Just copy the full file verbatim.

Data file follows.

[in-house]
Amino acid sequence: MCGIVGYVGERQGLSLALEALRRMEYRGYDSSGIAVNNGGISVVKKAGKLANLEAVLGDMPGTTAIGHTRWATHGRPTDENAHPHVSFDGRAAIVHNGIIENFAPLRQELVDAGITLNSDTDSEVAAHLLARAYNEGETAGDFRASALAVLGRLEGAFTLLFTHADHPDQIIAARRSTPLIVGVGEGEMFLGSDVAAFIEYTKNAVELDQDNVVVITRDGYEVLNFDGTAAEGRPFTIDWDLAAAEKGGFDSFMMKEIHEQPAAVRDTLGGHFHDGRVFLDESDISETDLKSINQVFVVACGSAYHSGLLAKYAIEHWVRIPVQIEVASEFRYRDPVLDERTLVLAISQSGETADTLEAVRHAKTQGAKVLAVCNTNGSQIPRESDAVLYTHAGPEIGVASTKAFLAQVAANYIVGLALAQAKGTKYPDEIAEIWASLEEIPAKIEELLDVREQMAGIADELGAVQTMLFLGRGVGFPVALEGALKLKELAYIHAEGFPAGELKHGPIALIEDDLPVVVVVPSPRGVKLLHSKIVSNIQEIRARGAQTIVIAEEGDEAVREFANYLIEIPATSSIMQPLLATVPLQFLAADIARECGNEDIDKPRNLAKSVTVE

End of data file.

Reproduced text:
[in-house]
Amino acid sequence: MCGIVGYVGERQGLSLALEALRRMEYRGYDSSGIAVNNGGISVVKKAGKLANLEAVLGDMPGTTAIGHTRWATHGRPTDENAHPHVSFDGRAAIVHNGIIENFAPLRQELVDAGITLNSDTDSEVAAHLLARAYNEGETAGDFRASALAVLGRLEGAFTLLFTHADHPDQIIAARRSTPLIVGVGEGEMFLGSDVAAFIEYTKNAVELDQDNVVVITRDGYEVLNFDGTAAEGRPFTIDWDLAAAEKGGFDSFMMKEIHEQPAAVRDTLGGHFHDGRVFLDESDISETDLKSINQVFVVACGSAYHSGLLAKYAIEHWVRIPVQIEVASEFRYRDPVLDERTLVLAISQSGETADTLEAVRHAKTQGAKVLAVCNTNGSQIPRESDAVLYTHAGPEIGVASTKAFLAQVAANYIVGLALAQAKGTKYPDEIAEIWASLEEIPAKIEELLDVREQMAGIADELGAVQTMLFLGRGVGFPVALEGALKLKELAYIHAEGFPAGELKHGPIALIEDDLPVVVVVPSPRGVKLLHSKIVSNIQEIRARGAQTIVIAEEGDEAVREFANYLIEIPATSSIMQPLLATVPLQFLAADIARECGNEDIDKPRNLAKSVTVE